The Netherland is a swampy country naturally. It is amazing to see how successful the Dutch have ben despite the obstacles that the water has brought. It’s very rare to see the Dutch landscape be left untouched, which is why I believe that visiting national parks are important.
The Weerribben gives you a glimpse into the landscape that early inhabitants of the Netherlands had to deal with while the Biesbosch is a swamp that is the result of a catastrophic flood.
Spot a wild seal in the Wadden Sea
Another whaaat? Wild seals live in the Netherlands. If you’re lucky enough to spot one along the shores of the North Sea, be sure respect its space. Seals are curious, but they can be aggressive up close. You can see wild seals out in the North Sea by taking eco-tours from close to Groningen. Better yet, you can help rehabilitated wild seals be released back into the wild.
Experience a Dutch Christmas market
The Netherlands has some really lovely Christmas markets in December. Most major cities have some events although the most famous Dutch Christmas markets are located in Dordrecht, Maastricht, Valkenburg, the Hague, and Leiden. There’s nothing like browsing for gifts under twinkling lights while enjoying a hot chocolate!
Go to the beach
Did you realize that there were beaches in the Netherlands!? A lot of people don’t. Although the weather is often too cold to enjoy a swim in the water, you can still enjoy the relaxed atmosphere at many of the beach resorts in the Netherlands, enjoy a drink indoors with a view, or take a stroll along the boardwalk. I’m partial to Kijkduin and Scheveningen.
Did you know that you could surf in the Netherlands!? The currents from the North Sea make it possible to surf almost year-round (with a dry suit). One of the most popular spots is in Scheveningen, the beach near The Hague!
Experience the beautiful lights in Amsterdam or Eindhoven
Through December and January, Amsterdam is lit up thanks to the Amsterdam Light Festival. This stunning art festival showcases beautiful light sculptures lit up along the canals at night. You can enjoy them by boat or on foot as you walk down the canals.
The other famous light festival is in Eindhoven, which showcases cutting edge sculptures and light-related art. If you love design, be sure to visit in November. (Check the dates.)
See one of the “caves” of the Netherlands
Technically, there aren’t any caves in the Netherlands. Within the south of the Netherlands, you’ll find mines that date back to Roman times where the rock used to build the cities was cut.
These endless tunnels are often referred to as caves, however they’re man-made. The history is fascinating! You can notably visit the caves in Maastricht or the “cave” in Valkenburg where the Gemeentegrot Christmas market is held.
See the magical world of Efteling
Efteling is a Dutch theme park that predates Disney. This unique theme park has its own cast of characters, style of illustration, and fantastic rides.
Whether you’re a child or an adult, you’ll be delighted by Efteling (which is surprisingly affordable!). It’s possible with a day trip from Amsterdam although I’d recommend staying overnight nearby.)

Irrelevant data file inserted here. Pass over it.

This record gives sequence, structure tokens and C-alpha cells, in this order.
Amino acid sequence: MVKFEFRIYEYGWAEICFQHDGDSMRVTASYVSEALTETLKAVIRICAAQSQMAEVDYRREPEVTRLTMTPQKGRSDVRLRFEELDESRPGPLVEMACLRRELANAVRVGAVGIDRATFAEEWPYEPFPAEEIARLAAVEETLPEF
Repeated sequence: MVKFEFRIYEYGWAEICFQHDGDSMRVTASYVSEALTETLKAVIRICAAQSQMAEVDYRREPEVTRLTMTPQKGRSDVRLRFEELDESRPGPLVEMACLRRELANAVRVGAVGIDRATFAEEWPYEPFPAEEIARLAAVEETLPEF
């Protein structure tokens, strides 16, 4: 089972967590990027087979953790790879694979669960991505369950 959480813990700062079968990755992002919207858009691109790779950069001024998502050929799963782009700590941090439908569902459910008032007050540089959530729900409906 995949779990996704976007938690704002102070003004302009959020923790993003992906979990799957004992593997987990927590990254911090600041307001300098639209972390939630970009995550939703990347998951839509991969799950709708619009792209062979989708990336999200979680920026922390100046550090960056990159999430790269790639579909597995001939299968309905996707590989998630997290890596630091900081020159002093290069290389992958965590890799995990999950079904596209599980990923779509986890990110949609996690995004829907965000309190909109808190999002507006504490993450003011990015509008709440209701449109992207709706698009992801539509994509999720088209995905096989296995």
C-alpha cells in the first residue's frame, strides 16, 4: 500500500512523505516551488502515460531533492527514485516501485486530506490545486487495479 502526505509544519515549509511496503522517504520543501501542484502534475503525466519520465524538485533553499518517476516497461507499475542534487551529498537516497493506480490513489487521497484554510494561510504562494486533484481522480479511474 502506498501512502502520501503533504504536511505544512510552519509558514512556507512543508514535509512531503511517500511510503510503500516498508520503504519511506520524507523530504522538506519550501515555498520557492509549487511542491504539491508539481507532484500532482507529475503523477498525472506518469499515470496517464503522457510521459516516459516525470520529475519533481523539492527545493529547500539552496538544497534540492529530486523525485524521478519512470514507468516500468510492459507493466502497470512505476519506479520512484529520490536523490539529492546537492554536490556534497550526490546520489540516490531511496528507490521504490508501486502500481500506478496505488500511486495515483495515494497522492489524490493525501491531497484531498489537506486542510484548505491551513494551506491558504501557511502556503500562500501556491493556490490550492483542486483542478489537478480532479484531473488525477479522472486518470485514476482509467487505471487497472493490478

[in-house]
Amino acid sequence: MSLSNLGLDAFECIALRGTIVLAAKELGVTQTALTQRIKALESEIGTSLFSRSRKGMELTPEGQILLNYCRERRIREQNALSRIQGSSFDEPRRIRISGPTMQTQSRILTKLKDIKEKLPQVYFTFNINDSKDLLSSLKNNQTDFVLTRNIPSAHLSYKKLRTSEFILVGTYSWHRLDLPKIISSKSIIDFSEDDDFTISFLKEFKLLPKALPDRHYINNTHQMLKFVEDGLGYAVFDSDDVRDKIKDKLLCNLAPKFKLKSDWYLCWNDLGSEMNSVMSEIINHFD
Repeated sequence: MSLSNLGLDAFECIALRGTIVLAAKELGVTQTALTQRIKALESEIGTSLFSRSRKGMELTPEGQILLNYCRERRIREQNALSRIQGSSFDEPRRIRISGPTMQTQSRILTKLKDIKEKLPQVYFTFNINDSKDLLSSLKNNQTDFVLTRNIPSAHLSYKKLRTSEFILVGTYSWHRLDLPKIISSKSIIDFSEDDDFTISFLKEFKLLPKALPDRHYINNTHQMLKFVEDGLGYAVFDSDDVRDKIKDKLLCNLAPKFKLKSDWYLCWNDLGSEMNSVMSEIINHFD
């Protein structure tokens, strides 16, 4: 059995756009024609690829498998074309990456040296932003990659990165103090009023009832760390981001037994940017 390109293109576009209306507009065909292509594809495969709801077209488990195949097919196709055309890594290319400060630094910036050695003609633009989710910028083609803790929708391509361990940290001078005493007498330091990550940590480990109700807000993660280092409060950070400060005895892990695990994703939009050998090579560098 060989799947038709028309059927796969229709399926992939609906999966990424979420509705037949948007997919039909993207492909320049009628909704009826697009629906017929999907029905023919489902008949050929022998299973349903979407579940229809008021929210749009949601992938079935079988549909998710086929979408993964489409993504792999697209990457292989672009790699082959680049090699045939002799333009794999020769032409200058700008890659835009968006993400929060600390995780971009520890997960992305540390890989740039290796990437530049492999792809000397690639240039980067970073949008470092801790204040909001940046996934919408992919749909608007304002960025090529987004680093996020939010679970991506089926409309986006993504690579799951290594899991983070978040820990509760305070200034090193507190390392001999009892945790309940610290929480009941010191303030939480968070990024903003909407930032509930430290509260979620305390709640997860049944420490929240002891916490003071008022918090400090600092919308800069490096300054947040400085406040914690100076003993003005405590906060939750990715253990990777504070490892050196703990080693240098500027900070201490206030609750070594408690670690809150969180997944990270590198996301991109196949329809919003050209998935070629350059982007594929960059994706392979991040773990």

Experience the charming medieval city centers of the Netherlands
Something that I love about the Netherlands is how many historic monuments you’ll find and how different buildings have been repurposed over time. It’s strange seeing medieval gates being used as jewellery shops, but why waste a perfectly good building?
You’ll find many very old cities in the Netherlands, notably Maastricht and Nijmegen. That said, you’ll find medieval remnants in many other cities. (I especially love the medieval city gate in Amersfoort and the medieval towers in Zwolle (shown above).
Eat a bossche bol
A bossche bol is the iconic food of Den Bosch. This charming city in Brabant is full of medieval treasures, however one of the highlights of this city is trying out its iconic dessert (that you can find elsewhere in the Netherlands). This dessert is made with chocolate and whipped cream.
Take a boat underground Den Bosch
Underneath Den Bosch, you’ll find the Binnendieze. These small canals are the last remnants of the ancient rivers underneath the city that were used in medieval times for trade.
Some tunnels are wide and stunning while others are narrow and cramped. It’s said that Jheronimus Bosch was inspired by one of these narrow canals. Today, you can take a historical canal cruise underneath.
Experience the quiet and charm of small-town Netherlands and the Dutch countryside
I love taking a long bike ride through the Dutch countryside! You’ll pass countless fields filled with sheep and cows. (Befriend one if you’re lucky!)
As you cycle around, you’ll pass through adorable small hamlets where you can get a taste of life in a dorpje. Even within Amsterdam, you can experience this within the outer limits of the city!
See a hunebedden
The hunebedden are scattered across Drenthe. These stones (which vary in appearance) were used for burials and they’re older than Stonehenge. You’ll find them randomly scattered across the Dutch countryside in the eastern part of the Netherlands.
Take a train ride through the countryside